3 out of 5
Label: un je-ne-sais-quoi
Produced by: Domotic (recorded and mixed by)
An experiment with electronic sound that I don’t think achieves the visuals it’s intending to convey, but is mostly an interesting and rewarding listen… though that reward fizzles quite before the end.
Mixed in stereo and binaural, the latter mix being available as one extended digital track – otherwise we physical media types are getting the stereo, split across a single LP – Palazzo, based on the name and the menagerie cover art, wants to take us on a journey of discovery. Done on a single synth and recorded on a 4-track cassette setup (if I follow the bandcamp blurb), I totally dig Domotic’s (Stéphane Laporte) general sound, which matches plinked and plunked keys with atmospherics, achieving a nice union of electronic and “organic” effects. The two halves are conceptually interesting as well, as the A-side is much warmer in production, and slower to evolve its themes, but it’s also more alien and mysterious in mood; the B-side is squarely electronic but then more sprightly, and simplistic. …That last bit really kills it, though.
While I think both tracks wander, Palazzo (part 1) maintains atmosphere throughout that wandering. When there’s a beat accompanying the journey – at the start – it’s surely very driving, but even once this fades out, the hazy blips and bleeps have us lost out in nature, caught up in the mists post a light rain, eventually just trudging forth in hopefully a straight line, somewhat mindlessly. That effect may be purposeful, but it tips the experience more toward experimental than musical, which is maybe not my preference. This rather continues into (part 2), for better or worse, as the rains pick back up in the form of tinkling keys, which Domotic plays up and down scales for 16 minutes, slowing it down, separating out the key plinks more and more; dissecting the sound. Partially mesmerizing, but almost frustratingly unchanging if you’re “listening” to it, and not letting it sink into the background. Purely subjective, sure, however, even though this final dissection lasts only a few minutes, my several times through this album I kept feeling like those few minutes were interminable.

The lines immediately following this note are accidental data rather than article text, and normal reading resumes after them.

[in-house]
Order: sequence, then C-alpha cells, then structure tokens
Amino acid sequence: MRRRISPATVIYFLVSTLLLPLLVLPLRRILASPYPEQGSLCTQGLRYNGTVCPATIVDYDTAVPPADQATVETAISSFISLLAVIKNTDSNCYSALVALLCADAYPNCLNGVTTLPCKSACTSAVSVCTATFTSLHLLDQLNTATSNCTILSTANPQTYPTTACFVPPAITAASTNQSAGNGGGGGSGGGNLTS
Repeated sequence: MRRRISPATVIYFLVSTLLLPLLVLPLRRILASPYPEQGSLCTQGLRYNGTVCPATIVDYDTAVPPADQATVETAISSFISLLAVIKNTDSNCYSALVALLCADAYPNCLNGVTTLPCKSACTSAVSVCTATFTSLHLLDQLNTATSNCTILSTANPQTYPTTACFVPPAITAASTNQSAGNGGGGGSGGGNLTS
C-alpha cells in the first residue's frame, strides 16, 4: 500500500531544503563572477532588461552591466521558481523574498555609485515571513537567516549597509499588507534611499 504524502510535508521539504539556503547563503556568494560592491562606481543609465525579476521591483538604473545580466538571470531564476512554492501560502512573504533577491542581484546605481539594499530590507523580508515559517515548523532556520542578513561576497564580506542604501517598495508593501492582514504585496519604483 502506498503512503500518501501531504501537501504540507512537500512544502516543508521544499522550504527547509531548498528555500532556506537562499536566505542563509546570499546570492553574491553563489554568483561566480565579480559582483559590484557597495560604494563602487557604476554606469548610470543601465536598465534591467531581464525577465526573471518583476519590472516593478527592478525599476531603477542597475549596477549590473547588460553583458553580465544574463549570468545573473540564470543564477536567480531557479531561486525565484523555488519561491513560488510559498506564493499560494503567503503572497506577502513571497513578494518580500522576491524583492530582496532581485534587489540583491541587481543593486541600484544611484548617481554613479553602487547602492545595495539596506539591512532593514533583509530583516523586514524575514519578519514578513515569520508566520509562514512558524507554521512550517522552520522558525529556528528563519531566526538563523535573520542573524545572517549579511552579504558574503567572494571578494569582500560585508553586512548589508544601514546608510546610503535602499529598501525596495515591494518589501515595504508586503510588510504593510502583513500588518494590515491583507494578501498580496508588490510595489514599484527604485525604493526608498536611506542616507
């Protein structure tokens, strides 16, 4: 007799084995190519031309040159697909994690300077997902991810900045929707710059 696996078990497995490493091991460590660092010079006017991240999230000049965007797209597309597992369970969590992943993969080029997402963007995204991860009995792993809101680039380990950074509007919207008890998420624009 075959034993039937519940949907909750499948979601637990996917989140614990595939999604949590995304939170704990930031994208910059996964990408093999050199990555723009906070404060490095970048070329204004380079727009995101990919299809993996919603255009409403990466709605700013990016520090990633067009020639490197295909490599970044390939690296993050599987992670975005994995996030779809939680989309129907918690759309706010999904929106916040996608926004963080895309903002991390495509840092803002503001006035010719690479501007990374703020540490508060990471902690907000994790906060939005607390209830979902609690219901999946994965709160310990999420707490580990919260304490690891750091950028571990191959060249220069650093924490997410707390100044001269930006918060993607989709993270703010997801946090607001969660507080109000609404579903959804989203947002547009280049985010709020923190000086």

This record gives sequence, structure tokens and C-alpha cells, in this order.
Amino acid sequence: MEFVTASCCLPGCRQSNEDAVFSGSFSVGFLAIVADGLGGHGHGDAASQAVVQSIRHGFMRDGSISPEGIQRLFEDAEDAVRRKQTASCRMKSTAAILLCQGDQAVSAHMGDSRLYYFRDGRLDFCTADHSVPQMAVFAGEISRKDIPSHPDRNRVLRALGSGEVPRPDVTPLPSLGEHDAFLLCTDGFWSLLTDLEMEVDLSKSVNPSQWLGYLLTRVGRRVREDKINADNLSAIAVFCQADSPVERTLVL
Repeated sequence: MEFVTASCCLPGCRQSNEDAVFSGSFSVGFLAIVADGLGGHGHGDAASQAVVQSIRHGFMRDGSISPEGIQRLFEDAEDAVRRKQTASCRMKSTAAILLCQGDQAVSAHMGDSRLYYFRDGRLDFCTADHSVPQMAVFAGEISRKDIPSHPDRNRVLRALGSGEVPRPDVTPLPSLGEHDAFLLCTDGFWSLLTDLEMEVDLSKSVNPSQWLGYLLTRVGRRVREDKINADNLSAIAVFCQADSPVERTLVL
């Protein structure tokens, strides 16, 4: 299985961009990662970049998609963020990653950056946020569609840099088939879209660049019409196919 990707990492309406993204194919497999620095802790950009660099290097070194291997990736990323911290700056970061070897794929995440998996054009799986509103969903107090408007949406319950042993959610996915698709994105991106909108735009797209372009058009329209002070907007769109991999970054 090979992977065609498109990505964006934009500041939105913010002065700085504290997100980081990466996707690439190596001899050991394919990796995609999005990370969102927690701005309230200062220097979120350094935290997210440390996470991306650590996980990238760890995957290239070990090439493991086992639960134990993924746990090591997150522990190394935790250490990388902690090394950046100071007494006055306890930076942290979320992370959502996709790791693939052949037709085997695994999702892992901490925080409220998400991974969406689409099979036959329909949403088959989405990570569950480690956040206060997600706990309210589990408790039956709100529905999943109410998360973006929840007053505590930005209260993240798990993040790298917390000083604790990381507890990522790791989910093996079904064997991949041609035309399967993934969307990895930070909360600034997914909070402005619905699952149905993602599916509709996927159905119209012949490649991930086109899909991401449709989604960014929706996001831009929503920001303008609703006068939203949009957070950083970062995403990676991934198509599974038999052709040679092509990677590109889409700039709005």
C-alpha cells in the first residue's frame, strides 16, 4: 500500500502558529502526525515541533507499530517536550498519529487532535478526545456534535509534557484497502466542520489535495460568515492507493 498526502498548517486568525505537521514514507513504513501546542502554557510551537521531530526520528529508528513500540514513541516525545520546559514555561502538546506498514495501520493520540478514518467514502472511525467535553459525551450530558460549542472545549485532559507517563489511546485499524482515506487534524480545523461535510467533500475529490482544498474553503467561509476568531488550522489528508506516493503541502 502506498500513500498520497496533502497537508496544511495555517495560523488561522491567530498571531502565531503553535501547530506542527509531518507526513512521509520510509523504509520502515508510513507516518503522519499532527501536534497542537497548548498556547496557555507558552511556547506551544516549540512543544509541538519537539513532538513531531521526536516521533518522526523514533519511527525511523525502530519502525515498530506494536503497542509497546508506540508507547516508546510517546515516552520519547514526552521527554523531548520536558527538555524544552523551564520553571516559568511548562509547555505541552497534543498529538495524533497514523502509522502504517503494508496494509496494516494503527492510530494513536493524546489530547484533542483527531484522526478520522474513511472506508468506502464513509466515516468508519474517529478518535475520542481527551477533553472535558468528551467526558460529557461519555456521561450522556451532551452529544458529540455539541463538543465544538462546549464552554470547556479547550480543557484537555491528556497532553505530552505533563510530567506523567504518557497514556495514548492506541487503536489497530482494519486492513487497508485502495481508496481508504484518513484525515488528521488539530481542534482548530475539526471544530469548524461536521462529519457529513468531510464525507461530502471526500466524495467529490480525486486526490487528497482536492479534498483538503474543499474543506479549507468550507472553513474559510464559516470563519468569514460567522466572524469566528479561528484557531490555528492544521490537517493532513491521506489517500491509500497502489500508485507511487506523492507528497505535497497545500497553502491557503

Anyhow, I’d ultimately recommend listening to the digital version of this. Not to dissuade from a physical purchase, but even to a non audiophile like m’self, the binaural mix sounds so much warmer and more layered than the stereo, plus, experiencing it as one track – even though the digital already has part 1 and 2 playable back to back – just kind of mentally makes a difference in immersion.